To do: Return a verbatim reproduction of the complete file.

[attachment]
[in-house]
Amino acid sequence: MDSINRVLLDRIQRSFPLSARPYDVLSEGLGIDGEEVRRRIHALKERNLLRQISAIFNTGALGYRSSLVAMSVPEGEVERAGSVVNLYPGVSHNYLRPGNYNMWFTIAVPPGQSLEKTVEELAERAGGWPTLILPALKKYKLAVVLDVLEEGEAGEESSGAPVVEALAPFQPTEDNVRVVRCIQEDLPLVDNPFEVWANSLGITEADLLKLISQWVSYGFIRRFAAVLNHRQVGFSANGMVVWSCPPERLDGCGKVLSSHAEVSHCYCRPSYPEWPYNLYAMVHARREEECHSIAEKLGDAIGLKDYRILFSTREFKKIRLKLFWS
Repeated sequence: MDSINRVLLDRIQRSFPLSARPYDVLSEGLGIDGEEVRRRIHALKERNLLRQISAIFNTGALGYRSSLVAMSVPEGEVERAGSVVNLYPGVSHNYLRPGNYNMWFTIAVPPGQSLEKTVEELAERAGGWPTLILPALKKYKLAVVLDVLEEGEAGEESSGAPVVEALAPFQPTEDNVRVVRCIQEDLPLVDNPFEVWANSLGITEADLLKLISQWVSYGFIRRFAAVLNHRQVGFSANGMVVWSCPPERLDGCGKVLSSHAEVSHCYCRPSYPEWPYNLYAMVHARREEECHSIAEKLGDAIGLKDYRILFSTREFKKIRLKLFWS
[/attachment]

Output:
[in-house]
Amino acid sequence: MDSINRVLLDRIQRSFPLSARPYDVLSEGLGIDGEEVRRRIHALKERNLLRQISAIFNTGALGYRSSLVAMSVPEGEVERAGSVVNLYPGVSHNYLRPGNYNMWFTIAVPPGQSLEKTVEELAERAGGWPTLILPALKKYKLAVVLDVLEEGEAGEESSGAPVVEALAPFQPTEDNVRVVRCIQEDLPLVDNPFEVWANSLGITEADLLKLISQWVSYGFIRRFAAVLNHRQVGFSANGMVVWSCPPERLDGCGKVLSSHAEVSHCYCRPSYPEWPYNLYAMVHARREEECHSIAEKLGDAIGLKDYRILFSTREFKKIRLKLFWS
Repeated sequence: MDSINRVLLDRIQRSFPLSARPYDVLSEGLGIDGEEVRRRIHALKERNLLRQISAIFNTGALGYRSSLVAMSVPEGEVERAGSVVNLYPGVSHNYLRPGNYNMWFTIAVPPGQSLEKTVEELAERAGGWPTLILPALKKYKLAVVLDVLEEGEAGEESSGAPVVEALAPFQPTEDNVRVVRCIQEDLPLVDNPFEVWANSLGITEADLLKLISQWVSYGFIRRFAAVLNHRQVGFSANGMVVWSCPPERLDGCGKVLSSHAEVSHCYCRPSYPEWPYNLYAMVHARREEECHSIAEKLGDAIGLKDYRILFSTREFKKIRLKLFWS